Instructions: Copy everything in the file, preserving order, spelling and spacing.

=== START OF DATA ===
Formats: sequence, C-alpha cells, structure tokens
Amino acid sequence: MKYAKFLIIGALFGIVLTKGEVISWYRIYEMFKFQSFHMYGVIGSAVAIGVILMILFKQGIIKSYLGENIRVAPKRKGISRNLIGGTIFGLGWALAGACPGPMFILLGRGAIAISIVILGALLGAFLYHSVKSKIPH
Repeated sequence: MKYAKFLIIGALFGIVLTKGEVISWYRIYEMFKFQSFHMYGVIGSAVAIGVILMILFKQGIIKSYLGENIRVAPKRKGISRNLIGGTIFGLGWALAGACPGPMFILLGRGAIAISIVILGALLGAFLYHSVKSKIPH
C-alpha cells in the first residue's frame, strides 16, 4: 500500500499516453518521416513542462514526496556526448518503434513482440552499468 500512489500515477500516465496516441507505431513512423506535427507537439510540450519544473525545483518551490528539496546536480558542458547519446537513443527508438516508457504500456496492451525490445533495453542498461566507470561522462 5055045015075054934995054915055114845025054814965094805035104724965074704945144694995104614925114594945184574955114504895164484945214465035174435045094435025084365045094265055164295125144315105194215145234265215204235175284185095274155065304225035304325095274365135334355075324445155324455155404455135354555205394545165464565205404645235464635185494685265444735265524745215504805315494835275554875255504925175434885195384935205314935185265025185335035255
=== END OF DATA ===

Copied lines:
Formats: sequence, C-alpha cells, structure tokens
Amino acid sequence: MKYAKFLIIGALFGIVLTKGEVISWYRIYEMFKFQSFHMYGVIGSAVAIGVILMILFKQGIIKSYLGENIRVAPKRKGISRNLIGGTIFGLGWALAGACPGPMFILLGRGAIAISIVILGALLGAFLYHSVKSKIPH
Repeated sequence: MKYAKFLIIGALFGIVLTKGEVISWYRIYEMFKFQSFHMYGVIGSAVAIGVILMILFKQGIIKSYLGENIRVAPKRKGISRNLIGGTIFGLGWALAGACPGPMFILLGRGAIAISIVILGALLGAFLYHSVKSKIPH
C-alpha cells in the first residue's frame, strides 16, 4: 500500500499516453518521416513542462514526496556526448518503434513482440552499468 500512489500515477500516465496516441507505431513512423506535427507537439510540450519544473525545483518551490528539496546536480558542458547519446537513443527508438516508457504500456496492451525490445533495453542498461566507470561522462 5055045015075054934995054915055114845025054814965094805035104724965074704945144694995104614925114594945184574955114504895164484945214465035174435045094435025084365045094265055164295125144315105194215145234265215204235175284185095274155065304225035304325095274365135334355075324445155324455155404455135354555205394545165464565205404645235464635185494685265444735265524745215504805315494835275554875255504925175434885195384935205314935185265025185335035255